Taming Complex Supply Chains In The Global Economy (Part 2)

Helen Dwight

Part 2 in a 2-part series. Read Part 1.

Part 1 of this series examined the increasing complexity of supply chain processes, the consequence of natural disasters, geopolitical shifts, changing trade policies, and much more. In the face of this reality, enterprises can begin to reimagine the end-to-end procurement process using intelligent technologies to extract data automatically for use in countless ways. And it’s what you do with the data that drives the real value.

Man and machine in unison

Intelligent technologies can help procurement professionals analyze data and spot patterns, providing the insights needed to manage complex supply chains, optimize procurement systems, and reduce risk. For example, smart contracts can be embedded with contractual terms. Tools can monitor conditions and create real-time notifications when any operations are noncompliant with contracts or regulations, helping mitigate risk proactively and potentially avoiding fines or monetary penalties.

Intelligent spend-management solutions use data-based insight to enhance visibility into all spending and supply chain risk. They can dig down into information about even second- and third-tier suppliers – identifying bad actors, detecting fraud, optimizing payment schedules, and anticipating supply chain disruptions.

Process automation reduces or eliminates manual, error-prone tasks. It can also make it easier to access and gain insights from Big Data, wherever it resides, and streamline sourcing and payment activities accordingly. These technologies free procurement experts to do more valuable work, such as determining new policy strategy based on the insights and analysis received. Humans are enabled by machines.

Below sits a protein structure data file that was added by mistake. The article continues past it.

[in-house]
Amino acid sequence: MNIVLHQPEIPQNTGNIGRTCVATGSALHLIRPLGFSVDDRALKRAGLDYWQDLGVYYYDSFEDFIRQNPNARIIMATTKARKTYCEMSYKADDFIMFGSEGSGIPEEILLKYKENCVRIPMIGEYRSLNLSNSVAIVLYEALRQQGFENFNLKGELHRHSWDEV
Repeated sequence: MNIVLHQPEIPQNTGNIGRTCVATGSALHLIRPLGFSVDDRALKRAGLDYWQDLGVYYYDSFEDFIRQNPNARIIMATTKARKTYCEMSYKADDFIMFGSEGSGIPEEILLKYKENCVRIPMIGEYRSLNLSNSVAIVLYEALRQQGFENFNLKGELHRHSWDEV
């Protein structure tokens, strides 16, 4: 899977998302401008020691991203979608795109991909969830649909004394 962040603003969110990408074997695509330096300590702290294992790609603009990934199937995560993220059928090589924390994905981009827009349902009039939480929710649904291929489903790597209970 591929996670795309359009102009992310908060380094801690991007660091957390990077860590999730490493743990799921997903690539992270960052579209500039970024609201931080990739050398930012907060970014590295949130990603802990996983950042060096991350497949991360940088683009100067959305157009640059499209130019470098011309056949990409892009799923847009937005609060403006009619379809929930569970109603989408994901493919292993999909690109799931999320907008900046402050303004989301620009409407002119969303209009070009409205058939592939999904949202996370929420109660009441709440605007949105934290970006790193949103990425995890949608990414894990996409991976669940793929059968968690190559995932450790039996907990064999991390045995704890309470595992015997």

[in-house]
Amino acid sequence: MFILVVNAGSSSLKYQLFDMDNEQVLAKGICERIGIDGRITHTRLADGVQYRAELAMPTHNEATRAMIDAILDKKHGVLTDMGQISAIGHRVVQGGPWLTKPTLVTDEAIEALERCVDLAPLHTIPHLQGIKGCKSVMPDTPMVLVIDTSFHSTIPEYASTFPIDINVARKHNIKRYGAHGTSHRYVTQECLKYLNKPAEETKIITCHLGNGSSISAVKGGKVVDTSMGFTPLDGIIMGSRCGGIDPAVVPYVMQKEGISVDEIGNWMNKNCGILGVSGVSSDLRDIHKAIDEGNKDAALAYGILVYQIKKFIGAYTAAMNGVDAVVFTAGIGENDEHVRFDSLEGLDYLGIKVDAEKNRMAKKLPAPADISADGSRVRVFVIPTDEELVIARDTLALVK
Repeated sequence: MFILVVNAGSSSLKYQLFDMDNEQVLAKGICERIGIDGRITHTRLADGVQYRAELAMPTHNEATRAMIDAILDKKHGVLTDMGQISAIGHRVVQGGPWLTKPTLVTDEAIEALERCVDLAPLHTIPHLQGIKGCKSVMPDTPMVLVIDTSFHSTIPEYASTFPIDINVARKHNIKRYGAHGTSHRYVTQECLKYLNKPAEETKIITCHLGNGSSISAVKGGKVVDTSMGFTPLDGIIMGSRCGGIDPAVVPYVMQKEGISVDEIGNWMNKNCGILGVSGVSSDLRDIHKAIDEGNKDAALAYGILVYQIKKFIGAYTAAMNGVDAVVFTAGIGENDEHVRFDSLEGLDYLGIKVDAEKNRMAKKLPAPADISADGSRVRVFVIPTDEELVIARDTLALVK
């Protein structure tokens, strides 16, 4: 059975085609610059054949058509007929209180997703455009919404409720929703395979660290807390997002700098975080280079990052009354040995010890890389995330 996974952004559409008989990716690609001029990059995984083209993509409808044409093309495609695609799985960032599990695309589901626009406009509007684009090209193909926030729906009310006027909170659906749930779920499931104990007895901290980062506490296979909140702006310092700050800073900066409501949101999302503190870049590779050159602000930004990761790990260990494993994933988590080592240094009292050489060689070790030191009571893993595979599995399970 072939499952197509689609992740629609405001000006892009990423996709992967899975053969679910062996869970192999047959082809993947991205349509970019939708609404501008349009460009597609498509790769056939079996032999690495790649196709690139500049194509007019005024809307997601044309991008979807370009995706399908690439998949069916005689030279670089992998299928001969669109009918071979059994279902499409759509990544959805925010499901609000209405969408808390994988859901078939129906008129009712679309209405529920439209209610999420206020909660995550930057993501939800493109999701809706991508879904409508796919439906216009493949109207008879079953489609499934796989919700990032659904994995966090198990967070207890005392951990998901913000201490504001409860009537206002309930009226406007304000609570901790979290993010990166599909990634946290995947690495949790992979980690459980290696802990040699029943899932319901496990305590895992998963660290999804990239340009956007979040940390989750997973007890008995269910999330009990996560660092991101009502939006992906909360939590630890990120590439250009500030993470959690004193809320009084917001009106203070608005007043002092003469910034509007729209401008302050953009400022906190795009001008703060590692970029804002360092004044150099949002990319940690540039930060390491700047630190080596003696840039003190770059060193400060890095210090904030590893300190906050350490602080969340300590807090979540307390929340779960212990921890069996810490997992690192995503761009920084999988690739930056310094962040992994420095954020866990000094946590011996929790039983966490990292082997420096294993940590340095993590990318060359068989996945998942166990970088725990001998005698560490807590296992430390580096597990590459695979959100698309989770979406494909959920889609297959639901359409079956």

Vision for change

Guided buying and persona-based tools help ensure that the right information gets to the right person at the right time. It also improves the user experience for procurement professionals. With built-in intelligence and guided workflows, these technologies make recommendations and deliver proactive alerts.

Together, intelligent technologies provide insights that help procurement teams make smarter decisions faster. By harnessing artificial intelligence and machine learning, processes that once took hours or even days can be executed in minutes.

In our Webcast, Dion Hinchcliffe, vice president and principal analyst at Constellation Research, spoke of some of the benefits he has seen as a result of the adoption of technology, such as consumerized self-service anywhere, anyplace via mobility. Other examples include:

Risk mitigation using smart contracts, analytics, and IoT
Trend: 30% reduction in total cost of risk

Just-in-time/real-time procurement insight
20% more on-time procurement, 30% spot/aggregation savings

Spend optimization
Trend: 10%-15% savings in current spend for most organizations that can apply artificial intelligence and machine learning

Procurement automation
Trend: 30% of spend with no human intervention using artificial intelligence and machine learning

Embedding intelligence into procurement processes can help enterprises capitalize on opportunities across the entire source-to-pay process. And by reducing mundane tasks and allowing procurement professionals to do more interesting work, these tools can help people increase their job satisfaction, add more value to the company, and spur innovation.

In my opinion, improving job satisfaction is one highly effective way to simplify supply chain complexity.

To learn more about the intelligent enterprise, listen to the Webcast series. To learn more about how technology can help enterprises reimagine their procurement processes (and more), listen to the Webcast “Explore the Future of Intelligent Procurement.”

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Helen Dwight

About Helen Dwight

Helen Dwight is a VP Global Marketing at SAP, with over 20 years of experience in the IT industry spanning regional, country, and global roles based in the U.S., UK, Brazil, and Latin America. Besides marketing, her management experience spans technical pre-sales, product management, and field and channel marketing. As someone who enjoys driving projects from strategy to execution, her passion is in helping clients and partners to articulate the real value of technology and use it to drive greater purpose within their own organizations.